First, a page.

Michael Gerson, in The Washington Post, proves once again that even in the midst of a debate characterized by passion more than reason, like the one following the Supreme Court's decision to overturn Roe v. Wade and Planned Parenthood v. Casey, he can find something to say that is intellectually smart, morally decent and passionate without being tendentious.
There has been a lot of commentary about Tuesday's testimony by former White House aide Cassidy Hutchinson, in which she detailed just how bonkers former President Donald Trump's behavior was on Jan. 6, 2021, but the winner for best commentary goes, unsurprisingly, to Jack Shafer at Politico. He not only focuses on what she said, he also offers the best description of Trump fatigue and why, in this case, we need to overcome it:
Because Trump was the subject, the sting may have lasted only a few milliseconds before its fire receded and some of us began to sequester the Hutchinson testimony in that seething cesspit where we stow evidence of his barbarous and criminal ways.
That is some splendid writing.
Sad news from the art world. Artist Sam Gilliam has died. He was part of a group of artists in Washington who formed and were formed by the Washington Color School that inspired so many abstract artists in the last half of the 20th century. Sam was part of the "second wave." I am lucky to have procured a splendid painting, "Shadows," by the great Gay Glading, who was part of that school, but I could never afford Sam's work! Still, I remember fondly running into him at parties and what a gracious presence he lent every conversation he joined. And the art he made was beautiful! If you are in the D.C. area, an exhibit at the Luther W. Brady Art Gallery highlights the work of the colorists and there is also an ongoing exhibition of Sam's work at the Hirshhorn Gallery on the National Mall.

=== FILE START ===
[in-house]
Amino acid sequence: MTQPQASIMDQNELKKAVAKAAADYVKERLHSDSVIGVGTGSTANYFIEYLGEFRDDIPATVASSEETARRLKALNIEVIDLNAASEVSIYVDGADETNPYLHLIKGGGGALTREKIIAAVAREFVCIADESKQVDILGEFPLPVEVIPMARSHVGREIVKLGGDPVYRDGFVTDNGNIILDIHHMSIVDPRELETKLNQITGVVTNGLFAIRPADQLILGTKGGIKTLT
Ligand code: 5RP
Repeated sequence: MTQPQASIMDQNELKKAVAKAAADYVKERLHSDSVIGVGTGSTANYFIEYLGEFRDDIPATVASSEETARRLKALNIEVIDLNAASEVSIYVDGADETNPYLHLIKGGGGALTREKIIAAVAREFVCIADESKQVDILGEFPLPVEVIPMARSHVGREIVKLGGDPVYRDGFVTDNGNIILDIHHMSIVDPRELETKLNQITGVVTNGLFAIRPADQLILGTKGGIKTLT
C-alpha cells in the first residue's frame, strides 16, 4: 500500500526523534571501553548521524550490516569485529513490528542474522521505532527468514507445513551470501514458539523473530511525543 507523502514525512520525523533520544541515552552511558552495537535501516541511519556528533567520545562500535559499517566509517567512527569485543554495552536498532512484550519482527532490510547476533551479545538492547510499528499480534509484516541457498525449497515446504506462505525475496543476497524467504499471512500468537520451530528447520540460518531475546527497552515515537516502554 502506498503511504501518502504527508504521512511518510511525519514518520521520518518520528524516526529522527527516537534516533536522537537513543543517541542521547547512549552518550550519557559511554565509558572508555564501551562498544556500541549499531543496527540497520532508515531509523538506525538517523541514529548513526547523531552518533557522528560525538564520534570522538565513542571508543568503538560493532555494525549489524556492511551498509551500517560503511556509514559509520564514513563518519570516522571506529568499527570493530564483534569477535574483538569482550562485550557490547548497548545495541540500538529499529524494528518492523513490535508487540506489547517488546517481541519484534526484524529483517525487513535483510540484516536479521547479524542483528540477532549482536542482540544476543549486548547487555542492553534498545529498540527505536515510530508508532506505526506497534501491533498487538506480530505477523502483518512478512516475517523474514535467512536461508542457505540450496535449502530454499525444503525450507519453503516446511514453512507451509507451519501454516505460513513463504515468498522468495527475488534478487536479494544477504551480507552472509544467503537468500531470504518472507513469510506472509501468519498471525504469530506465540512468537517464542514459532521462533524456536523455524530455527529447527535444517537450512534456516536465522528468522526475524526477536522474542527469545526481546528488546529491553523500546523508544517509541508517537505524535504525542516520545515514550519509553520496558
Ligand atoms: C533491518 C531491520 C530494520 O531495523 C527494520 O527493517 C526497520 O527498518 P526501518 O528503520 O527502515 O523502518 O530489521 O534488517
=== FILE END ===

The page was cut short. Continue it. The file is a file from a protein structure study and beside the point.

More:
It isn't really news that a group of Catholics fond of the traditionalist liturgy chose San Francisco for a gathering. But it was news to find that the group was seeking sponsors to the tune of $50,000 for what they called the "Cardinal Pell package," which entitled the sponsor to two tickets to the VIP dinner, recognition at the conference and a chance to "meet and greet" the cardinal. George Pell, the former archbishop of Sydney, was speaking at the event. For $20,000, sponsors could secure the "Cardinal Sarah package," named for the former prefect of the Congregation for Divine Worship, Robert Sarah, who is also speaking at the conference. Same chance to meet the cardinal and get recognized at the conference, but no VIP dinner tickets. I am not great at math, but I think that means for $30,000, you get two VIP dinner tickets. Must be some dinner. My colleague Chris Lamb at The Tablet has the story.
Mark Silk is half right about the Supreme Court's rulings in two cases involving the religion clauses of the First Amendment. The court's decision to side with a football coach who led many of his players in a postgame prayer, and about which some students said they felt pressured to participate, was wrong. But, as I argued last week, they got the tuition for religious schools case in Maine right and Silk thinks they got it wrong, along with their rulings on guns and abortion. Right or wrong, Silk is always worth a read.
It is July Fourth weekend, which means it is time to listen to some John Philip Sousa. All of his marches are fun, but on this weekend, nothing beats "Stars and Stripes Forever" performed here by "the President's Own" United States Marine Corps Band. Back in the day, when I played the trombone in the Willimantic City Band, this was my favorite.